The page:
Pop-Culture | Posted by Julie Z on 01/22/2011

Saturday Vids: Kids Interviewed About Gender

*Sigh* looks like gender stereotypes aren’t exactly being alleviated with the next generation. I mean, seriously, the parents who let their child wear safety goggles to the TV interview weren’t open minded enough to teach him that gender stereotypes aren’t fact? Go figure.

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  • Alex F @ at 11:35 am, January 22nd, 2011

    Looks like these kids need some of Marlo Thomas and Friends’ “Free to Be…You and Me”!

  • Katherine C. @ at 1:18 pm, January 22nd, 2011

    Oh crap.

  • Alien Guardian @ at 5:38 pm, January 22nd, 2011

    You can’t expect a child to be gender-enlightened.

  • Zoe @ at 6:52 pm, January 22nd, 2011

    @Alien Guardian I agree, you can’t expect them to have progressive views on gender. I think what is important to take from this is that children are learning solid gender roles from a very, very young age and that in order to make a more accepting society, we need to reconsider what we teach our children.

  • Natalia @ at 6:56 pm, January 22nd, 2011

    The one that shocked me the most was the kid who pointed only at the Ken doll when he was asked “Who works?”. I thought that both parents always work now :S (especially with the recession).

    “Which doll likes to clean the house?” Does anyone in this world like cleaning anyway?! :S

  • alicia @ at 4:48 pm, January 24th, 2011

    lol, well i wouldnt really expect any 6 year old girl to be considering the possibility of “becoming a boy”…or vice versa.

  • A @ at 7:10 pm, January 26th, 2011

    when i was that age, i would have responded the same way with the dolls. it just so happens that where i live, in a suburban middle-class community, almost all fathers work and while about half the kids have working mothers, about 95% of the stay-at-home parents are female. i think that it would be interesting to survey kids from a variety of places of being raised, if these surveyors did not, to get a more comphrehensive response.

  • Liz @ at 11:27 am, January 27th, 2011

    the Geena Davis Institute on Gender and Media commissioned this video, which is a great way of showing how kids can easily learn that gender stereotypes are just stereotypes:
    http://www.youtube.com/watch?v=blGZGy38W1M

  • Simim @ at 2:37 am, March 23rd, 2011

    A 5-year old views becoming a girl or a boy the same way they view becoming a fish.

    In all honesty, it makes sense: they’re seeing this in a very literal, physical manner. “Boy” and “girl” aren’t concepts they’re interpreting as large ideas, rather as literal pictures.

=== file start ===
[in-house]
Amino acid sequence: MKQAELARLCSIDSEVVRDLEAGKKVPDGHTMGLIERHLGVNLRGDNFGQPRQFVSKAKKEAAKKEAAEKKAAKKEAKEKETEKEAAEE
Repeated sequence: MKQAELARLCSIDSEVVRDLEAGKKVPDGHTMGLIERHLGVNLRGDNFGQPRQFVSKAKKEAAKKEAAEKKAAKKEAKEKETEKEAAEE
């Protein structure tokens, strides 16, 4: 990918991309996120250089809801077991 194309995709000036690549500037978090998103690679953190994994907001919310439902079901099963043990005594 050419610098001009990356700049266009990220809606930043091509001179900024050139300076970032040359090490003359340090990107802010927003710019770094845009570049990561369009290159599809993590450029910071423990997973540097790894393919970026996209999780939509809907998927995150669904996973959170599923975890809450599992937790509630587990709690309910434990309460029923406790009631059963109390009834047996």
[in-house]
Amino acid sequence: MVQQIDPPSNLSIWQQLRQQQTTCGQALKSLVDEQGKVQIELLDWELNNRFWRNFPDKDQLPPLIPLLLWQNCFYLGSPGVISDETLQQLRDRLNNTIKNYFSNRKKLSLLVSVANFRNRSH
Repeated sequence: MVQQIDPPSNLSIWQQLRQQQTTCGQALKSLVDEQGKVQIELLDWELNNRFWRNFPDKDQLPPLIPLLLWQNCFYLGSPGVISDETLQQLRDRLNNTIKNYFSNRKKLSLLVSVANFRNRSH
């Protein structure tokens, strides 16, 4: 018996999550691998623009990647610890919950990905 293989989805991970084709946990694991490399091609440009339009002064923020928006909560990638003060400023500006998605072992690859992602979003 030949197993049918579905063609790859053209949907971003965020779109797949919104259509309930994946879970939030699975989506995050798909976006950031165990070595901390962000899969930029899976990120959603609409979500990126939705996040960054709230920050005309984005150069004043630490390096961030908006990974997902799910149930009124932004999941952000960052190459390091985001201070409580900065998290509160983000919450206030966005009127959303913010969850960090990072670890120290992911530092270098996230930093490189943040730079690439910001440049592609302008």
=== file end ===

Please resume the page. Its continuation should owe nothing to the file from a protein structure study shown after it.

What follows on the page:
They’re viewing it as the same thing as red and green, basically. I’ve never had a child explain to me that there was some sort of deeper meaning behind being a boy or girl until they reached 7-10.

    I remember my friend’s daughter wouldn’t believe that a dalmation and a pomeranian were both dogs.

    On that same note, her mom worked, her dad stayed at home. She had the hardest time telling people mom cleaned sometime and dad cleaned sometime. She’d always put it all on dad. In her head, dad and mom were two separate things. They did different things, they looked different, acted different, etc. Mom didn’t clean and if she did she was “trying to act like daddy.”

    Categorization is something kids do in order to learn. It’s not necessarily set in stone. When Emily got to school she started coming home with questions like “Why doesn’t daddy go to work?” Because people were telling her different things. Lots of people. Repeatedly.

    Right now she still thinks everyone else is weird because their mommies don’t go to work everyday, though. XD

  • Renee @ at 3:07 pm, August 28th, 2011

    umm I really see no (for lack of a better word) problem with this….these are five kids who probably have the same socio-economic background and kids are only going to tell you something based on what they know (and it will always be presented as fact) for example if you asked anybody growing up in my neighborhood they’d say “mommie works and grandma takes care of the kids”
    I’m not saying that gender stereotypes don’t exist (we all KNOW they do) I just think they couldbe had a more solid basis for it if they went across the board in terms of socio-economic background

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